The American labour leader Cesar Chavez said, “We cannot seek achievement for ourselves and forget about progress and progress and prosperity for our community… our ambitions must include the aspirations and needs of others, for their sakes and for our own.”
Over the past few weeks, Squamish residents have demonstrated their commitment to others around us in spades.
The response to the situation first reported in a Chief article (“Food bank donations urged”) on Aug. 23 has been nothing short of overwhelming — a “Back to School Food Drive” that raised a truckload of food as well as some cash; a marked increase in donations at Squamish’s grocery stores; and this past weekend, a group that included representatives of Squamish’s Sikh community, Baha’i, Christian and Mormon faith communities pulled together to haul in more than 7,500 pounds of food to support the approximately 400 locals who rely on the Squamish Food Bank’s twice-monthly distributions to make ends meet.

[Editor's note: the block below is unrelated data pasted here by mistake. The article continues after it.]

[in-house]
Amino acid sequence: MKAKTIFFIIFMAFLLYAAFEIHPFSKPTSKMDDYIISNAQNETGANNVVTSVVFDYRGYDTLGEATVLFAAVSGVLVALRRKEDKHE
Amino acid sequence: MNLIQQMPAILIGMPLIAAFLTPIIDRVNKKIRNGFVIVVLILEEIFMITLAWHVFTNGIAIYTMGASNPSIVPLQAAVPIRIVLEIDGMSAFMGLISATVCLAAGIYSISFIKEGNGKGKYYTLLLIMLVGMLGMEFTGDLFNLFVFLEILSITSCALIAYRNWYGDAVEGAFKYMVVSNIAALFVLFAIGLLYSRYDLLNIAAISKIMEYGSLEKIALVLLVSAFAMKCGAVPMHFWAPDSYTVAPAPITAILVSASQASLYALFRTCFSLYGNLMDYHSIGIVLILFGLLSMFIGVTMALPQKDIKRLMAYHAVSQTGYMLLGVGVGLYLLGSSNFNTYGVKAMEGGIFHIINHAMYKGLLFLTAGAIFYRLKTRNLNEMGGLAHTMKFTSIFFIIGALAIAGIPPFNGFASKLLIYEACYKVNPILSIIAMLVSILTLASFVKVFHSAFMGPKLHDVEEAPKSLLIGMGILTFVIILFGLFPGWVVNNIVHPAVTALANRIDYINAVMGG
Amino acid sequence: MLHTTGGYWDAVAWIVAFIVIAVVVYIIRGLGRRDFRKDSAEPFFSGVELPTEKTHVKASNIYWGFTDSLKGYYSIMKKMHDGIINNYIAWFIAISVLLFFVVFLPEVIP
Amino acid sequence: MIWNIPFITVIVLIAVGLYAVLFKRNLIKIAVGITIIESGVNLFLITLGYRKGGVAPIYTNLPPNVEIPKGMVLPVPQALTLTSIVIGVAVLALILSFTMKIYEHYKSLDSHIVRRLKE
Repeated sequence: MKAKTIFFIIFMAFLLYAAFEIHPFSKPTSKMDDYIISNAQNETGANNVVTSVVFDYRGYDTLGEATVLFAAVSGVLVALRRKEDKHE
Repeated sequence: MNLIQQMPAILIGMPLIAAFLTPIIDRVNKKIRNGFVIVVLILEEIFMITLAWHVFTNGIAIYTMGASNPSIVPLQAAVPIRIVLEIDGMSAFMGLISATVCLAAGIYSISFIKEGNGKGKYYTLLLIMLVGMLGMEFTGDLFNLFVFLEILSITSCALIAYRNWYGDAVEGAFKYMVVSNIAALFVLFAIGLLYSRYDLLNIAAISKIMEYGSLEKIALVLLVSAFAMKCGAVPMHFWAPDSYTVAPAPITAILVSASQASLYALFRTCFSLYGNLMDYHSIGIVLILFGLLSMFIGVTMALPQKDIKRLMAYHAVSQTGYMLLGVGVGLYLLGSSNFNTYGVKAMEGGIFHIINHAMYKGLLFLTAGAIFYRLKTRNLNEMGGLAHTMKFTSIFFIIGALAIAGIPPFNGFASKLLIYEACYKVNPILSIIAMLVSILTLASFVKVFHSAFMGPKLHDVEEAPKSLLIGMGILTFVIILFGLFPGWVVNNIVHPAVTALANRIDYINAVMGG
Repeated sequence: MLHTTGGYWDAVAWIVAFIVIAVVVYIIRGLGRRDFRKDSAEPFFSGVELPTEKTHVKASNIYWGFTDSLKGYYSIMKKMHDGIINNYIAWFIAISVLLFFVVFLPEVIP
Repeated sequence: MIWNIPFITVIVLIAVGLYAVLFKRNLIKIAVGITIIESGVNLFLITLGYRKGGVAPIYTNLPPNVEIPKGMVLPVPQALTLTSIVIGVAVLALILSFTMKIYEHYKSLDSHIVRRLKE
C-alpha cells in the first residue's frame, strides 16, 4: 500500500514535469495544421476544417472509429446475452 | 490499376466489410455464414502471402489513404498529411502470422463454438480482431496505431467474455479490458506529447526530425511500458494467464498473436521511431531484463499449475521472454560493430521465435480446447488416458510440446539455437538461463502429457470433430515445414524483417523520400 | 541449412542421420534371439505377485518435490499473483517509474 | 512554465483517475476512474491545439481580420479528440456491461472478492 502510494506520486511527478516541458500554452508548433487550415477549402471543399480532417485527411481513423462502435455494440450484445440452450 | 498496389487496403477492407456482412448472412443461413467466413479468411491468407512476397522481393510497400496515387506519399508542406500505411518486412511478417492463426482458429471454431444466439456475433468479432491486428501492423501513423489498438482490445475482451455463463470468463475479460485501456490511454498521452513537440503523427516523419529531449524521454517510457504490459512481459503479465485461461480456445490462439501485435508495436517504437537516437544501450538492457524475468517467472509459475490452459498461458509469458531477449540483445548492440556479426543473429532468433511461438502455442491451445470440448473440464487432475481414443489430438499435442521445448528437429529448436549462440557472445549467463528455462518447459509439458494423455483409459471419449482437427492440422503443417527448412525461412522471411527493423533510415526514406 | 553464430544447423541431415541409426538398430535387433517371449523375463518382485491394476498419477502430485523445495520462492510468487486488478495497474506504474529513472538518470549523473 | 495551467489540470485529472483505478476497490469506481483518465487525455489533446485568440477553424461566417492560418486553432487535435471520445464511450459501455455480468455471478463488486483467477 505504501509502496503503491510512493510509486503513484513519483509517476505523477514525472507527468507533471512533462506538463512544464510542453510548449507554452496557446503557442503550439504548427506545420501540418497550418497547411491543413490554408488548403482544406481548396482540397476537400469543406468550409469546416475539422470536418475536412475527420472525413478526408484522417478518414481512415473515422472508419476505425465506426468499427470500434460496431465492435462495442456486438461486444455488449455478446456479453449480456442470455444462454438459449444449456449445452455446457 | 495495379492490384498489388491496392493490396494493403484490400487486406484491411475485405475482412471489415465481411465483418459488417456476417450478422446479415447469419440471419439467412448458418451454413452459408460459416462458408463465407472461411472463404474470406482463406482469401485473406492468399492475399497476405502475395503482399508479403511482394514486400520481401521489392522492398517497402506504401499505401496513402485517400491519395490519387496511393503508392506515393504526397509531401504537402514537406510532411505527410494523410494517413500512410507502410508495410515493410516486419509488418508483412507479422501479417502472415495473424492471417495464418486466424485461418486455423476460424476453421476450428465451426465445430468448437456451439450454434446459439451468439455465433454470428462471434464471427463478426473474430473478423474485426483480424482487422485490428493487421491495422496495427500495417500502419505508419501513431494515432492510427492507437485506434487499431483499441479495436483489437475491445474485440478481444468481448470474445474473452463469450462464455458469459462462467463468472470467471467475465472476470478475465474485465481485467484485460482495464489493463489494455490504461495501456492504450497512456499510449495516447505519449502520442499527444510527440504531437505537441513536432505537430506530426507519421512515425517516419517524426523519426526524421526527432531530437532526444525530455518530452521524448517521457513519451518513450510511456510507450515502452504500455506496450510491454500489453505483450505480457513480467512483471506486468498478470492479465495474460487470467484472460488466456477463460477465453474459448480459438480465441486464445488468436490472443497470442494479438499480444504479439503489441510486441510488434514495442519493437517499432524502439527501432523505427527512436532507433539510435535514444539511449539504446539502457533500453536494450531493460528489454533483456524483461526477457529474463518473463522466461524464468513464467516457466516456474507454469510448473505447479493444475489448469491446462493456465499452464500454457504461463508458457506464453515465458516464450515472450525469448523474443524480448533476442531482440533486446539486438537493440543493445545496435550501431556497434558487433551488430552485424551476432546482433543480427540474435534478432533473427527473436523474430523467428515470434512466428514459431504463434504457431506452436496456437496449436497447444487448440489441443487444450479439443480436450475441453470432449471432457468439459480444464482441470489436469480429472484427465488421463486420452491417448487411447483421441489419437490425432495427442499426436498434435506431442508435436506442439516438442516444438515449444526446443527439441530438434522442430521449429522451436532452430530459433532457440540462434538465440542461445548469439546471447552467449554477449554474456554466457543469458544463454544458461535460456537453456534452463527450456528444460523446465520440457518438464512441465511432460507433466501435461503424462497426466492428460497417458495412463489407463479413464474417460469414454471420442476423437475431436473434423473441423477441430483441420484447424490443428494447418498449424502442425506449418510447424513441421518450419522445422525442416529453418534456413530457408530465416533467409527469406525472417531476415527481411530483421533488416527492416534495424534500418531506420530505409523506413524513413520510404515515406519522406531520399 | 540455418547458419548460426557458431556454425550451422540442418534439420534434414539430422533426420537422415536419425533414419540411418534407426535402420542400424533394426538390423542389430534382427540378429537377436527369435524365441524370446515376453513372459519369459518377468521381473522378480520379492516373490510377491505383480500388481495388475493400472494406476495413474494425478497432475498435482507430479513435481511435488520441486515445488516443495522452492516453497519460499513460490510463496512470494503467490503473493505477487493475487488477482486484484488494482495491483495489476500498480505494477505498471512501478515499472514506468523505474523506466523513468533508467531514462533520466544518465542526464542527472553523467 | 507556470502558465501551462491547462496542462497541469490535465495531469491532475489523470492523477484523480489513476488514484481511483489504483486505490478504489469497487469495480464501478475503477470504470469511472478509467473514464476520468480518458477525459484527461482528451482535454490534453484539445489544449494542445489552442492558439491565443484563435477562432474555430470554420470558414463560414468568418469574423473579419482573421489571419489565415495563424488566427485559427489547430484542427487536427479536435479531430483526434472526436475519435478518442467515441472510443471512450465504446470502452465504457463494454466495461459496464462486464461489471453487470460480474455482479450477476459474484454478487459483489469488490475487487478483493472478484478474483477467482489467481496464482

That commitment to community has also manifested itself over the past few months in the compassionate response to the medical and financial hardships faced by the families of young Theo Lazaridis, Lina Palethorpe and Jasmine Blake.
This month is Childhood Cancer Awareness Month in Canada, and with three families Squamish has ample reason to be aware and involved in lending a hand and helping to find a cure. Little Theo — knock on wood — is currently in remission after having spent several months at B.C. Children’s Hospital being treated for a rare form of leukemia. Jasmine, age 5, became severely ill in March and has undergone surgery and ongoing treatments both in B.C. and in Boston. “Baby Lina,” as she’s known around Squamish, has just come through surgery to have a most of a tumour that was lodged next to her spine removed. Her mom, Kati, says the initial pathology report on the surgery’s aftermath was good news. Here’s to lots more of that, eh?
Monetary support — to pay for travel, wages lost because of the need to spend time away from work, and perhaps expensive drugs and treatments — is but one way to show you care. But the warm embrace shown to the Palethorpes, Lazaridises and Blakes over the past few months is of even greater value and further demonstration of our commitment to community.
— David Burke